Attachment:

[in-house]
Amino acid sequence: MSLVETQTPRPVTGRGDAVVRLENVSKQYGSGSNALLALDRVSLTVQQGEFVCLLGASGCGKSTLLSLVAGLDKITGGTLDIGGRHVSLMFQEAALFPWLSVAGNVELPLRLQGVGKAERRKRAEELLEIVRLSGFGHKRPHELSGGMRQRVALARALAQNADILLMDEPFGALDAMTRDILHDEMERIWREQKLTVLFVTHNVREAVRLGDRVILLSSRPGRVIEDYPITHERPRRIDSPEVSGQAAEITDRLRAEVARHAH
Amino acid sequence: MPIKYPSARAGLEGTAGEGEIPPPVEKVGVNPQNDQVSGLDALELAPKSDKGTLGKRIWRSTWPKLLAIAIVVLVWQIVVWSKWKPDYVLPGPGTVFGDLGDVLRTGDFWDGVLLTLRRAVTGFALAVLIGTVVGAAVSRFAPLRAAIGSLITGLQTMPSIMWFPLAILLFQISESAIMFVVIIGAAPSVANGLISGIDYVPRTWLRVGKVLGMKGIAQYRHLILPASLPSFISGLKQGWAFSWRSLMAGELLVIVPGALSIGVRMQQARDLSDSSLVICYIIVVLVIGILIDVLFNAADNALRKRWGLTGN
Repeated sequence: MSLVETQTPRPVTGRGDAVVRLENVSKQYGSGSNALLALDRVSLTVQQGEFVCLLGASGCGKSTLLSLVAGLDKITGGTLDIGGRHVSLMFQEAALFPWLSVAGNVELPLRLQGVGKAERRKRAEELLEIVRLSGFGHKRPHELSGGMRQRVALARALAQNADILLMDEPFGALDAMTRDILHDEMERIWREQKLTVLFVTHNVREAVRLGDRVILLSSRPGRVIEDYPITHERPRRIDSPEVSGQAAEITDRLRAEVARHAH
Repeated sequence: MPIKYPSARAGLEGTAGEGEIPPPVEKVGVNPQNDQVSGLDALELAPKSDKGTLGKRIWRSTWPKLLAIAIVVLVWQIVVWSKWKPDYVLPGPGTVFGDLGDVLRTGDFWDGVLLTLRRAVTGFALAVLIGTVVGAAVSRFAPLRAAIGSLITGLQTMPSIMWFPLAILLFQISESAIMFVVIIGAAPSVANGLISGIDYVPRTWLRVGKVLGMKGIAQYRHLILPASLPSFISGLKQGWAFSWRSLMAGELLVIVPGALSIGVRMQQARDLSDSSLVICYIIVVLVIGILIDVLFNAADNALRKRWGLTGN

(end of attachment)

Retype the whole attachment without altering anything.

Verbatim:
[in-house]
Amino acid sequence: MSLVETQTPRPVTGRGDAVVRLENVSKQYGSGSNALLALDRVSLTVQQGEFVCLLGASGCGKSTLLSLVAGLDKITGGTLDIGGRHVSLMFQEAALFPWLSVAGNVELPLRLQGVGKAERRKRAEELLEIVRLSGFGHKRPHELSGGMRQRVALARALAQNADILLMDEPFGALDAMTRDILHDEMERIWREQKLTVLFVTHNVREAVRLGDRVILLSSRPGRVIEDYPITHERPRRIDSPEVSGQAAEITDRLRAEVARHAH
Amino acid sequence: MPIKYPSARAGLEGTAGEGEIPPPVEKVGVNPQNDQVSGLDALELAPKSDKGTLGKRIWRSTWPKLLAIAIVVLVWQIVVWSKWKPDYVLPGPGTVFGDLGDVLRTGDFWDGVLLTLRRAVTGFALAVLIGTVVGAAVSRFAPLRAAIGSLITGLQTMPSIMWFPLAILLFQISESAIMFVVIIGAAPSVANGLISGIDYVPRTWLRVGKVLGMKGIAQYRHLILPASLPSFISGLKQGWAFSWRSLMAGELLVIVPGALSIGVRMQQARDLSDSSLVICYIIVVLVIGILIDVLFNAADNALRKRWGLTGN
Repeated sequence: MSLVETQTPRPVTGRGDAVVRLENVSKQYGSGSNALLALDRVSLTVQQGEFVCLLGASGCGKSTLLSLVAGLDKITGGTLDIGGRHVSLMFQEAALFPWLSVAGNVELPLRLQGVGKAERRKRAEELLEIVRLSGFGHKRPHELSGGMRQRVALARALAQNADILLMDEPFGALDAMTRDILHDEMERIWREQKLTVLFVTHNVREAVRLGDRVILLSSRPGRVIEDYPITHERPRRIDSPEVSGQAAEITDRLRAEVARHAH
Repeated sequence: MPIKYPSARAGLEGTAGEGEIPPPVEKVGVNPQNDQVSGLDALELAPKSDKGTLGKRIWRSTWPKLLAIAIVVLVWQIVVWSKWKPDYVLPGPGTVFGDLGDVLRTGDFWDGVLLTLRRAVTGFALAVLIGTVVGAAVSRFAPLRAAIGSLITGLQTMPSIMWFPLAILLFQISESAIMFVVIIGAAPSVANGLISGIDYVPRTWLRVGKVLGMKGIAQYRHLILPASLPSFISGLKQGWAFSWRSLMAGELLVIVPGALSIGVRMQQARDLSDSSLVICYIIVVLVIGILIDVLFNAADNALRKRWGLTGN